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Despite high-octane events in the augmented reality (AR) and virtual reality (VR) landscape, such as the launch of Apple's new $3,000 headset, the day-to-day reality is that the sector is still quite niche. Headsets are pricey and clunky, wearing one for more than 30 minutes often produces motion sickness, and there are few games to offer truly memorable experiences.
The big question is whether VR is destined to remain a fringe technology, or are there better, more appropriate uses for it?
ZDNET spoke with Jeremy Bailenson, founding director of Stanford University's Virtual Human Interaction Lab and a pioneer in the field of AR/VR. Bailenson's career started off in cognitive psychology before he moved on to study how virtual experiences lead to changes in perceptions of the self and others.
His lab builds and studies systems that allow people to meet in virtual space, and explores changes in the nature of social interaction. He also has a company, Strivr, whose Immersive Learning Platform has trained Fortune 500 companies -- such as JetBlue and Walmart, as well as municipal governments and nonprofits -- in an effort to transform training, education, environmental conservation, empathy, and health.
Here, Bailenson discusses why VR companies might be chasing a flawed strategy of positioning AR/VR for entertainment and communication versus building unique experiences that tackle society's intractable problems. Six of his VR documentary experiences have been official selections at the Tribeca Film Festival. His lab has also exhibited VR in hundreds of venues, ranging from the Smithsonian to the Super Bowl.
ZDNET: Tell us a little bit about yourself.
JB: My PhD is in cognitive science. I defended my dissertation on building mathematical models of how the mind works. This involved running experiments on humans and building a low-level AI to try to study how one can represent thoughts, decision-making, and reasoning. I just decided at that point, I just don't want to be a cognitive scientist. The content wasn't grabbing me as much as it should have.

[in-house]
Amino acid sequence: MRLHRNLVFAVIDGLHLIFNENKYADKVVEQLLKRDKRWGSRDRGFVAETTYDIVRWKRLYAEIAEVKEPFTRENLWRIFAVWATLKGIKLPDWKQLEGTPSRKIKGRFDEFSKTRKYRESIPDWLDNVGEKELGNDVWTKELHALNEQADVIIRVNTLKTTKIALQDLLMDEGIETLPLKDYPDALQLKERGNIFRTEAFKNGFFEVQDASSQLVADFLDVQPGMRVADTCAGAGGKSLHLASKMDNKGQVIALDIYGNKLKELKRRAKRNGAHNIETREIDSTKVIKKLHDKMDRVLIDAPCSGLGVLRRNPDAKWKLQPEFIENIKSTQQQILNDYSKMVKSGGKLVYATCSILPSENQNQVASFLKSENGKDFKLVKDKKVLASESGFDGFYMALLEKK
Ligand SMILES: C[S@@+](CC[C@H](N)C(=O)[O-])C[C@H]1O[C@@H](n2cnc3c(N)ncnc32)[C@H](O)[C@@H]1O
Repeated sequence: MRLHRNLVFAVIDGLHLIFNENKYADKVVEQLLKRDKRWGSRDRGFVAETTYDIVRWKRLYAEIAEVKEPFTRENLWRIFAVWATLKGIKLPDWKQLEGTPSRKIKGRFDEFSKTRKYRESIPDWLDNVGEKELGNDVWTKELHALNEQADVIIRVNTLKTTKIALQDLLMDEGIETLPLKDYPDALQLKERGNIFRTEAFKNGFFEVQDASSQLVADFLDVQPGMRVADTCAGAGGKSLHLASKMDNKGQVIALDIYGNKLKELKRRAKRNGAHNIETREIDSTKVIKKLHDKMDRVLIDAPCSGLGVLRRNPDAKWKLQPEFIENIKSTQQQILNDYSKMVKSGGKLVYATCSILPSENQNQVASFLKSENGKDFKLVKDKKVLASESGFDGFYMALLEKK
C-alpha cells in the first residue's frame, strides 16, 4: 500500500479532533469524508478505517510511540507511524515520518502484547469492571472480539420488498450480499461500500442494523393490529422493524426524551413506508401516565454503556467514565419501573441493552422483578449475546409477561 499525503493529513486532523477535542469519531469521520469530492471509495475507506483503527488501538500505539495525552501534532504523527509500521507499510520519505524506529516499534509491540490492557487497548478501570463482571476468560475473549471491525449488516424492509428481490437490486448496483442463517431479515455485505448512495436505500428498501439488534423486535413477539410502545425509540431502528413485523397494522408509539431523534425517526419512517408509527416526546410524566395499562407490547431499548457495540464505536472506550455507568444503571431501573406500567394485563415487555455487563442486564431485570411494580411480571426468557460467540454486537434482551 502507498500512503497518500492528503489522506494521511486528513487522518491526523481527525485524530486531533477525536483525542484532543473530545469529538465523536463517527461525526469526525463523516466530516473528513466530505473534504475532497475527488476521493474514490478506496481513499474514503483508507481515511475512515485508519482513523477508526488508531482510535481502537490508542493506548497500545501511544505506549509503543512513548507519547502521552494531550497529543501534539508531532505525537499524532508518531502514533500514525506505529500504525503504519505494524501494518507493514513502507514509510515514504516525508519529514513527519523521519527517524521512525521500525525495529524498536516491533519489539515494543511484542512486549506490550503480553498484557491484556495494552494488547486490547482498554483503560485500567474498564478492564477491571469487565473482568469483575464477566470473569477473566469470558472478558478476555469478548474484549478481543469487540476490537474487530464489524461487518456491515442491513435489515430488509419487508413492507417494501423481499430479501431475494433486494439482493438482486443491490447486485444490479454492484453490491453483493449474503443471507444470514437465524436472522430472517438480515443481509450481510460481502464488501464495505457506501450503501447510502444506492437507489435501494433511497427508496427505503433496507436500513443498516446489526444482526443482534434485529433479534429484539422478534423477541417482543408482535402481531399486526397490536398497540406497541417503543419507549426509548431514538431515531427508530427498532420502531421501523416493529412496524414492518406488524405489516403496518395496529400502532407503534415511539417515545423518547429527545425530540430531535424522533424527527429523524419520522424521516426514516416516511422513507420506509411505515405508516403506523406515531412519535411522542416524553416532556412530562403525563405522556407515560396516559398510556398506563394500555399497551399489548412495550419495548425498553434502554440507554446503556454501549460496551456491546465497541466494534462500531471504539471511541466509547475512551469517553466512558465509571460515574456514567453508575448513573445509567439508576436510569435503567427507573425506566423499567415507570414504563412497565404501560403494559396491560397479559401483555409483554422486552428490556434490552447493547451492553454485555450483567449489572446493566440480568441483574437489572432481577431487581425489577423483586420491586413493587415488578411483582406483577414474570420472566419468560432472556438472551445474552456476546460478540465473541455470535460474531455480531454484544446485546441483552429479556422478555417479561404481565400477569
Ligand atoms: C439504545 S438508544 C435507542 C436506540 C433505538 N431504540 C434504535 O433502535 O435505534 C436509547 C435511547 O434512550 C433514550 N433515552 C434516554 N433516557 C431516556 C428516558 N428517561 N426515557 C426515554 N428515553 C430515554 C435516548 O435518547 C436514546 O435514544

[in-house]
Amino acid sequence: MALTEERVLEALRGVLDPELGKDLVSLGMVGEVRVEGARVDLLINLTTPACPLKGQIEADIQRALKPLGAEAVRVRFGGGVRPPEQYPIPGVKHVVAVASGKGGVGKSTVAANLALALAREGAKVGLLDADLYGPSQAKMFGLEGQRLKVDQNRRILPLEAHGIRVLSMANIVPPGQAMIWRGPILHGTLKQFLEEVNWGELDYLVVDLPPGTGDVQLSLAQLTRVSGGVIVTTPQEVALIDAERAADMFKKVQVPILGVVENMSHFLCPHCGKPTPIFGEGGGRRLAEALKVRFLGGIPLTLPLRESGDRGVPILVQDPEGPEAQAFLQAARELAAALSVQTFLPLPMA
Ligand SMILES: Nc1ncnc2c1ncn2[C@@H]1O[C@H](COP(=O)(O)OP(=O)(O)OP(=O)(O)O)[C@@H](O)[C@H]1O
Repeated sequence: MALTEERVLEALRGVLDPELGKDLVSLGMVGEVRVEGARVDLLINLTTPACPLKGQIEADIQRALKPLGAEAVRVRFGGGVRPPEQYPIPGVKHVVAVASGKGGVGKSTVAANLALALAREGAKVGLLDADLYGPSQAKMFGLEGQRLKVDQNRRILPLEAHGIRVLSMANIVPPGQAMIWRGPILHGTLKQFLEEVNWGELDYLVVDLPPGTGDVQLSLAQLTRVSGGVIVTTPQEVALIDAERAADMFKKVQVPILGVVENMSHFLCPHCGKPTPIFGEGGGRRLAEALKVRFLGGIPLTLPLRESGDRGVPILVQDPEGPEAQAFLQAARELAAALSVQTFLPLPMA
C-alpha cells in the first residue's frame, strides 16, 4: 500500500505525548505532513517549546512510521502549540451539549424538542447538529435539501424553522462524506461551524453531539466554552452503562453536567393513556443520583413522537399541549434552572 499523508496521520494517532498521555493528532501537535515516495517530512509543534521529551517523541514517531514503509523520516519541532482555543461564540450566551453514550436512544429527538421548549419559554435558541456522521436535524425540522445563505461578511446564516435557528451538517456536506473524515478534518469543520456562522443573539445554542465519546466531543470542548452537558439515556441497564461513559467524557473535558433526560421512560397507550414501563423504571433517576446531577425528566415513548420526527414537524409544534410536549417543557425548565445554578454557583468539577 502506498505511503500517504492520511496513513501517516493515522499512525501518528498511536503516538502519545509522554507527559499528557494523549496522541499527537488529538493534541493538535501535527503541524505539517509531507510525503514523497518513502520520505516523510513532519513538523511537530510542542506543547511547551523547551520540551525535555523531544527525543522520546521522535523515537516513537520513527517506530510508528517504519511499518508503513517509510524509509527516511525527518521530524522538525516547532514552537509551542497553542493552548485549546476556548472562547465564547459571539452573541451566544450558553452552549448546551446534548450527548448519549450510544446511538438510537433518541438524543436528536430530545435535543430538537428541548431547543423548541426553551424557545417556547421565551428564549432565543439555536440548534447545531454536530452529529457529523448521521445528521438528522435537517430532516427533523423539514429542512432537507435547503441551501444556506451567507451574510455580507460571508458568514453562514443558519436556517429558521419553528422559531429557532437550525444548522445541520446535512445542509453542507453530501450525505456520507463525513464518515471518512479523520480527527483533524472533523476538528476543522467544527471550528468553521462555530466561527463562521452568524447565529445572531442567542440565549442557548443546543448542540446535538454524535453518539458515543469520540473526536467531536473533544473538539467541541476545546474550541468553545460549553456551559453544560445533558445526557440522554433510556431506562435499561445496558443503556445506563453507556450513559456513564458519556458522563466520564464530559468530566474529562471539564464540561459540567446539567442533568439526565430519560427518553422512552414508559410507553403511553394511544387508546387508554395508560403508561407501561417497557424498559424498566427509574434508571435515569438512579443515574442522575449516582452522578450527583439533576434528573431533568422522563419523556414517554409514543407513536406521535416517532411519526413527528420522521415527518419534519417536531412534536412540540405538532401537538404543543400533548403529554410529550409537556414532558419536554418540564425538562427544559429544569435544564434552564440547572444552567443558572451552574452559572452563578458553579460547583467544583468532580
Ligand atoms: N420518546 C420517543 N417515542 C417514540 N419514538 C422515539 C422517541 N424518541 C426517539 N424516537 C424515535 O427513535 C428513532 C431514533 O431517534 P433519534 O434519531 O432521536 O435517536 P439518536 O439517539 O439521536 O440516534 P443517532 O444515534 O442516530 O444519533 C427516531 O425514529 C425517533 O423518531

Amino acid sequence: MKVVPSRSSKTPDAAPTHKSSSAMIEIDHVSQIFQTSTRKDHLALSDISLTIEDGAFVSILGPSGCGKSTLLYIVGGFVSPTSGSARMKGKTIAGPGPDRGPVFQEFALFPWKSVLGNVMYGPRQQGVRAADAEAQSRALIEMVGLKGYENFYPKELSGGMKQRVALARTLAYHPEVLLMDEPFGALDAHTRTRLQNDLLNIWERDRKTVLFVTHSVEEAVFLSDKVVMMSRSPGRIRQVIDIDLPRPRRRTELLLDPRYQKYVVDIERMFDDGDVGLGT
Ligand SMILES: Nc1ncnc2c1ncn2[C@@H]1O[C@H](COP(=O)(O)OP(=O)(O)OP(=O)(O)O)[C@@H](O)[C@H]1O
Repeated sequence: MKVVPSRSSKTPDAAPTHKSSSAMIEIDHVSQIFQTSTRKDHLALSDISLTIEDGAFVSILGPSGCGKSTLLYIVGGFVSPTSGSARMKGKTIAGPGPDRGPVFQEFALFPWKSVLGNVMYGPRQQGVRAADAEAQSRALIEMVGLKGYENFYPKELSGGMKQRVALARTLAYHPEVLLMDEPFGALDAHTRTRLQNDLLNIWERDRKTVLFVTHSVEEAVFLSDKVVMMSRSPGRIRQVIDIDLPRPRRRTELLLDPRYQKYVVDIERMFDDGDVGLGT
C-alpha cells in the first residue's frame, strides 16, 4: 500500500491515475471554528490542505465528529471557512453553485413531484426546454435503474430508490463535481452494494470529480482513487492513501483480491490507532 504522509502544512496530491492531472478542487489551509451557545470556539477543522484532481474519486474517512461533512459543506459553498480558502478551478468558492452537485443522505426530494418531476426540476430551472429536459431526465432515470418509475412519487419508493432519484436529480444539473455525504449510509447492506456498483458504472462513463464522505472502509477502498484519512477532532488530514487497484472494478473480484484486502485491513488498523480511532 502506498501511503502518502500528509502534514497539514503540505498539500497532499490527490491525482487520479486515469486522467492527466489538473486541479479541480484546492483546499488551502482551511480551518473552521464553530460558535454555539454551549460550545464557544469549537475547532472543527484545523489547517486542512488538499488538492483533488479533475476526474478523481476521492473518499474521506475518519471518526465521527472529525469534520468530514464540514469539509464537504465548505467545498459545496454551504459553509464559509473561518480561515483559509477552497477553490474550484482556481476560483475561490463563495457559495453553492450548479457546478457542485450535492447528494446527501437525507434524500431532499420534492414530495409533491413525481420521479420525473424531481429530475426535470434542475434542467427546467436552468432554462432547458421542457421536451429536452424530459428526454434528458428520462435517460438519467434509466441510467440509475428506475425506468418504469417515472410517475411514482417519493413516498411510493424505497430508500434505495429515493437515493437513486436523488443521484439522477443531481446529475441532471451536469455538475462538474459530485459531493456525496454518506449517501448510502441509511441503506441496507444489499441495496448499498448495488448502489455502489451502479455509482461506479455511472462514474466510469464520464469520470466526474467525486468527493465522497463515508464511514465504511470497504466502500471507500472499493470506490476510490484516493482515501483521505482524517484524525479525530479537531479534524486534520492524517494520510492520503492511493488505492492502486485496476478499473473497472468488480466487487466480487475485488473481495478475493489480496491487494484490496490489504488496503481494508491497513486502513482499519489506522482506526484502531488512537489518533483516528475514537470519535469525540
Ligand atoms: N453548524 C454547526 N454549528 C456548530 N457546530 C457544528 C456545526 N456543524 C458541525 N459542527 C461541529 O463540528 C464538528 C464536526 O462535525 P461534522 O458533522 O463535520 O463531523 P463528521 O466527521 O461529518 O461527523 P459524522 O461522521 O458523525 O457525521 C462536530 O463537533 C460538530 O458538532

At the time, I was reading a novel called Neuromancer, a science fiction novel that really just kind of blew my mind about how you can think about building these experiences that may not be intelligent, but are certainly perceptually persuasive. It redefined what it means to be a human in an age of technology. And so, in part, because of reading that book, I decided to try a different route. So, I got a postdoc at the University of California, Santa Barbara. I was there for four years learning how to build the hardware, and eventually made my way to Stanford and the department.
ZDNET: What were some of the things that were said about AR/VR in terms of it being a new world with new possibilities?
JB: The narrative was very different back then. We weren't thinking about consumer-grade VR, we were thinking about VR as a tool to study. First of all, I was in a psychology department. So, my postdoc involved using VR to study realistic simulations and see what one would do in a social situation.